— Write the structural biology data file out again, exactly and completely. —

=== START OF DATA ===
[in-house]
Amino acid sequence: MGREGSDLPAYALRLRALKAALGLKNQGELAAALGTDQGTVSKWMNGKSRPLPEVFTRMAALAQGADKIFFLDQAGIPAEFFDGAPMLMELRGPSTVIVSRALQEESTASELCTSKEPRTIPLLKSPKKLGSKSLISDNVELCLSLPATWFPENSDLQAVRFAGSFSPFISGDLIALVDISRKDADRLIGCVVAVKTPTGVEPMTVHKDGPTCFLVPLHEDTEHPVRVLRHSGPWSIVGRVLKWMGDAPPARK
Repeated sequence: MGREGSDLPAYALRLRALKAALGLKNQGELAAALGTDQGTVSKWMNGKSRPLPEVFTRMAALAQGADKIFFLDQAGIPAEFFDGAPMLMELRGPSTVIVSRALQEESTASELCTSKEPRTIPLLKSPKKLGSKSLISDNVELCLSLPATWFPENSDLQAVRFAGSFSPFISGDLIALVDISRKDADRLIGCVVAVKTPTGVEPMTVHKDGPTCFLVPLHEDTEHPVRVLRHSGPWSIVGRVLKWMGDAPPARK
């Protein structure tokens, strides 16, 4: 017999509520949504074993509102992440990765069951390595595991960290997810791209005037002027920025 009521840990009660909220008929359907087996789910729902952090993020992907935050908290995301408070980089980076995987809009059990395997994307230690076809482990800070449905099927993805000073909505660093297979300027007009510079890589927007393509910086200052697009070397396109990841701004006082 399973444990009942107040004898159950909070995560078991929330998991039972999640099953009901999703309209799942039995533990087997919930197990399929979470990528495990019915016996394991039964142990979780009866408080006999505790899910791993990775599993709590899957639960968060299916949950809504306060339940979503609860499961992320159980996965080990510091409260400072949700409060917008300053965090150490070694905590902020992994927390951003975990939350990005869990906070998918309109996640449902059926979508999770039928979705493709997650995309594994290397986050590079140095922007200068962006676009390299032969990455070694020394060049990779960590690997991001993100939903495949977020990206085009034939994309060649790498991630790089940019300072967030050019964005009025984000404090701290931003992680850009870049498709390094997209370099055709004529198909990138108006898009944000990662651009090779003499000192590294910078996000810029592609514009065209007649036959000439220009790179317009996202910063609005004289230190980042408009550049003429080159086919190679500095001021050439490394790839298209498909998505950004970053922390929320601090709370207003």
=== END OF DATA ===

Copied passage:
[in-house]
Amino acid sequence: MGREGSDLPAYALRLRALKAALGLKNQGELAAALGTDQGTVSKWMNGKSRPLPEVFTRMAALAQGADKIFFLDQAGIPAEFFDGAPMLMELRGPSTVIVSRALQEESTASELCTSKEPRTIPLLKSPKKLGSKSLISDNVELCLSLPATWFPENSDLQAVRFAGSFSPFISGDLIALVDISRKDADRLIGCVVAVKTPTGVEPMTVHKDGPTCFLVPLHEDTEHPVRVLRHSGPWSIVGRVLKWMGDAPPARK
Repeated sequence: MGREGSDLPAYALRLRALKAALGLKNQGELAAALGTDQGTVSKWMNGKSRPLPEVFTRMAALAQGADKIFFLDQAGIPAEFFDGAPMLMELRGPSTVIVSRALQEESTASELCTSKEPRTIPLLKSPKKLGSKSLISDNVELCLSLPATWFPENSDLQAVRFAGSFSPFISGDLIALVDISRKDADRLIGCVVAVKTPTGVEPMTVHKDGPTCFLVPLHEDTEHPVRVLRHSGPWSIVGRVLKWMGDAPPARK
């Protein structure tokens, strides 16, 4: 017999509520949504074993509102992440990765069951390595595991960290997810791209005037002027920025 009521840990009660909220008929359907087996789910729902952090993020992907935050908290995301408070980089980076995987809009059990395997994307230690076809482990800070449905099927993805000073909505660093297979300027007009510079890589927007393509910086200052697009070397396109990841701004006082 399973444990009942107040004898159950909070995560078991929330998991039972999640099953009901999703309209799942039995533990087997919930197990399929979470990528495990019915016996394991039964142990979780009866408080006999505790899910791993990775599993709590899957639960968060299916949950809504306060339940979503609860499961992320159980996965080990510091409260400072949700409060917008300053965090150490070694905590902020992994927390951003975990939350990005869990906070998918309109996640449902059926979508999770039928979705493709997650995309594994290397986050590079140095922007200068962006676009390299032969990455070694020394060049990779960590690997991001993100939903495949977020990206085009034939994309060649790498991630790089940019300072967030050019964005009025984000404090701290931003992680850009870049498709390094997209370099055709004529198909990138108006898009944000990662651009090779003499000192590294910078996000810029592609514009065209007649036959000439220009790179317009996202910063609005004289230190980042408009550049003429080159086919190679500095001021050439490394790839298209498909998505950004970053922390929320601090709370207003």